Origin of Acupuncture

The word “acupuncture” is derived from the Latin acus meaning “needle” and pungere meaning “prick.” The origins of Chinese acupuncture are uncertain. There is some archeological evidence of its practice during the Han dynasty (202 B.C. to 220 A.D.) with the first mention of it a century earlier in the Yellow Emperor’s “Classic of Internal Medicine,” a history of acupuncture that was completed around 305 B.C.

However, hieroglyphics dating back to 1000 B.C. have been found what may be an indication that acupuncture was in use much earlier. There is also some speculation surrounding the discovery of Otzi, a 5,000-year-old mummy with over 50 tattoos on his body, some indicated on established acupuncture points.

Other scientists believe there is evidence to support the practice of acupuncture in Eurasia during the early Bronze Age. In an article that appeared in the British medical journal, The Lancet, researches said, “We hypothesized that there might have been a medical system similar to acupuncture (Chinese Zhensiu: needling and burning) that was practices in Central Europe 5,200 years ago. . . . This raises the possibility of acupuncture having originated in the Eurasian continent at least 2,000 years earlier than previously recognized.”


Can Catholics Use It?

The Western form of acupuncture, which is based on science and not Taoism, is acceptable for use by Christians. However, the traditional Chinese acupuncture belief system is not compatible with Christianity.

“The philosophical thinking behind acupuncture comes from Taoism and the concept of the yin and yang, and of being at one with the forces in the universe through meditation,” the Irish Theological Commission wrote in 1994 in its document, “A Catholic Response to the New Age Phenomenon.”

Christians believe man is a union of body and soul, and that the soul is an essential form — not an energy force. The belief that one can meditate and be at one with the forces of the universe is based in pantheism, the belief that the universe, God and nature are all equivalent.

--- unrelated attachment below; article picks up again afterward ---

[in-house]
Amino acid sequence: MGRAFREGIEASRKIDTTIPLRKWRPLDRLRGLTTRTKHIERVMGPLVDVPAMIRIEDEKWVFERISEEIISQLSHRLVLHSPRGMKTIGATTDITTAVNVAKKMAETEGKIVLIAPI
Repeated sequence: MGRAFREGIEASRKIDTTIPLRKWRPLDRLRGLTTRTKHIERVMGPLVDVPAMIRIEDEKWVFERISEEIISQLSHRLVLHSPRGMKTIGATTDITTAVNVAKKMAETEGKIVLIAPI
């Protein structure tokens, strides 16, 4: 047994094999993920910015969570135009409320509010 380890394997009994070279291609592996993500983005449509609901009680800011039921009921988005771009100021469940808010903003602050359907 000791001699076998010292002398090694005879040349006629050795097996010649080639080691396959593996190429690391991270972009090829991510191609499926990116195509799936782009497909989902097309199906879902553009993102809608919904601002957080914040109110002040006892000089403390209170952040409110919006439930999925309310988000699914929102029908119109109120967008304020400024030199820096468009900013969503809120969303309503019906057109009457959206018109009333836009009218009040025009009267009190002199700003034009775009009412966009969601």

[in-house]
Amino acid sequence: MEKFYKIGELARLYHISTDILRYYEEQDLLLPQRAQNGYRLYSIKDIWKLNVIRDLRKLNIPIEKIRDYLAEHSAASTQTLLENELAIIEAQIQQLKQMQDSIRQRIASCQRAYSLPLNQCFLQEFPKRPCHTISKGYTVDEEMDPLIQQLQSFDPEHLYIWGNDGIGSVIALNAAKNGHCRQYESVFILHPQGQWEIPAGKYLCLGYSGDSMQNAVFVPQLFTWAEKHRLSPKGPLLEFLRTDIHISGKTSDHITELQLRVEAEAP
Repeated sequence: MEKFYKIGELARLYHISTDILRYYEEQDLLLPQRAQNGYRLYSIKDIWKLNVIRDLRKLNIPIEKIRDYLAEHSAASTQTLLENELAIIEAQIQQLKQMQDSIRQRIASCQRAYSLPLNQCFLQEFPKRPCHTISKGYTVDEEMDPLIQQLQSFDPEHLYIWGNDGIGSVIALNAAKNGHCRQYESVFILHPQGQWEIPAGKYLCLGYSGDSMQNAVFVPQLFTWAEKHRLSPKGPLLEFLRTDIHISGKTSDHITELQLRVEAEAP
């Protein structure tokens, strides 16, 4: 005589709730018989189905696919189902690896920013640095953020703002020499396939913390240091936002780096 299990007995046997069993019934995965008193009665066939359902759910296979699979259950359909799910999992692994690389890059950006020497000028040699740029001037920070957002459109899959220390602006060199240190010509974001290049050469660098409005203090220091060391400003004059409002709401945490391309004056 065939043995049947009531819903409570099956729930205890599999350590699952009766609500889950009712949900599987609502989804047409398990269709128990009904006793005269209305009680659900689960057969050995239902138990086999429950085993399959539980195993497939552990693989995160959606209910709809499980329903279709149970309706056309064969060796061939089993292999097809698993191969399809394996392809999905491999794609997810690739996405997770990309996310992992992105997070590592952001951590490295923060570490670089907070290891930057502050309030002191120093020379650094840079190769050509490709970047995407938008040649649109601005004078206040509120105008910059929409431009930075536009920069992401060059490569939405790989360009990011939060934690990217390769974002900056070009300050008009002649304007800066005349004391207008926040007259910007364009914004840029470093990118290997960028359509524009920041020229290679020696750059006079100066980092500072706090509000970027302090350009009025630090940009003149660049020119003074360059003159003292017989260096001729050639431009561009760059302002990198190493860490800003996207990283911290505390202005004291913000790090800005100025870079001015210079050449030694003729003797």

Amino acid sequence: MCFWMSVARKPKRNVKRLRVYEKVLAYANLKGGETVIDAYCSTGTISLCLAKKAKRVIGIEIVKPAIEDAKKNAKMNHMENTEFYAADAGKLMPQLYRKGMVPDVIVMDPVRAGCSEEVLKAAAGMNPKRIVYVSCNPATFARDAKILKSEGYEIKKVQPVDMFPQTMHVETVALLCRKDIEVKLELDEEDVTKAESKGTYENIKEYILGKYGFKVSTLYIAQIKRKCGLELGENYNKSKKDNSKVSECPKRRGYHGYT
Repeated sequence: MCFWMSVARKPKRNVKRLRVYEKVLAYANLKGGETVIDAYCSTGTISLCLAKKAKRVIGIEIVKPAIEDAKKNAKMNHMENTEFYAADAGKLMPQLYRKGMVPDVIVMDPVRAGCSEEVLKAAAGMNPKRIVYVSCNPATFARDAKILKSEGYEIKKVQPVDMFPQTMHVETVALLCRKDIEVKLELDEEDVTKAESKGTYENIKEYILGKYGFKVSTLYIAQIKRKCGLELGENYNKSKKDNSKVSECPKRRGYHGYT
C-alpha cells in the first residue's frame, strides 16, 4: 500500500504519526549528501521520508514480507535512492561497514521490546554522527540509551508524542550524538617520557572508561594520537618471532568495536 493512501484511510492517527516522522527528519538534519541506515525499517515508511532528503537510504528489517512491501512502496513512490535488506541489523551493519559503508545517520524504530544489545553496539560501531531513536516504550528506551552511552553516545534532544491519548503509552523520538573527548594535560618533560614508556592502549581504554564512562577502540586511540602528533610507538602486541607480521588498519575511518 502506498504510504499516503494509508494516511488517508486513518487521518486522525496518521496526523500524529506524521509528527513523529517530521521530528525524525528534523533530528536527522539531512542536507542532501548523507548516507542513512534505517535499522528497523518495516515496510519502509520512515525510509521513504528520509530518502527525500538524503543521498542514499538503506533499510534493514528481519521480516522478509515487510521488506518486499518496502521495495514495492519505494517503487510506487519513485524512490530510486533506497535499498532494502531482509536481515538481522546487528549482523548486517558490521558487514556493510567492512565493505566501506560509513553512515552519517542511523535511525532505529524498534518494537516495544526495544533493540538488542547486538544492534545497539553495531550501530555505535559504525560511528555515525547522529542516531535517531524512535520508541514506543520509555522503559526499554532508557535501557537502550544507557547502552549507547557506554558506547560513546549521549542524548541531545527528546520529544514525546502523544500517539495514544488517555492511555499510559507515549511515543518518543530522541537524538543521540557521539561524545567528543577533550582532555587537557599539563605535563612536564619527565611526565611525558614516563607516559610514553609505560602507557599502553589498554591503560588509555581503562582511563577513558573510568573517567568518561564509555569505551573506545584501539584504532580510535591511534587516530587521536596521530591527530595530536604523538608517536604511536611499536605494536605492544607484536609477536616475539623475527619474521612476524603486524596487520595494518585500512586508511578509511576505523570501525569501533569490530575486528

At present, there are many unlicensed practitioners who may be practicing a blended version of Western and Chinese acupuncture.

“The New Age movement has no difficulty with acupuncture because it accepts the Eastern philosophy behind it,” the theological commission said. “But what about Christians? Can they accept the help and not be affected by its religious content? Many believe they can. The general principle in this matter is that these practices are not bad in themselves, and dissociated from their original context, can be practiced by Catholics with due discretion.”

Father Lawrence J. Gesy, the cult consultant for the Archdiocese of Baltimore and the lead author of “Today’s Destructive Cults and Movements,” says those seeking an acupuncturist should “make sure the person who is doing the acupuncture is medically licensed.”

According to the Mayo Clinic Web site, there are about 3,000 medical doctors in the U.S. who use acupuncture as part of their clinical practice. No individual needs to resort to a New Age practitioner in order to enjoy the benefits of acupuncture.

“Those who are into the Chinese-god concept of acupuncture usually have charts up, or will talk about gods and energy levels,” Father Gesy said. “These people are ‘channeling’. The needle becomes their channel from the source of the energy of the gods into that person.”

Acupuncture works without the religious component, and is a much better bargain for Christians because it comes with all the benefits, but none of the spiritual risks.

This article originally appeared in The Catholic Standard and Times, the Philadelphia archdiocesan newspaper.



Bowen Therapy

By Susan Brinkmann, May 20, 2010

This is the first of a two-part question from AR: “I have been helping out an elderly woman that mentioned that she has used, and would like to use again, something called Bowen Therapy. I looked it up and on one of the sites, I did see some link to meridian/acupuncture and it had a yin/yang symbol, but it really seems like simple stimulations and trying to move toxins out of the body… like what would happen if one simply had a massage. Anyway, do you have any info on this therapy and any concerns?  Some of this new age stuff is obviously problematic, but I can’t help but think that some “alternative” medicine is much better than the ‘treat the symptom’ form of western medicine.”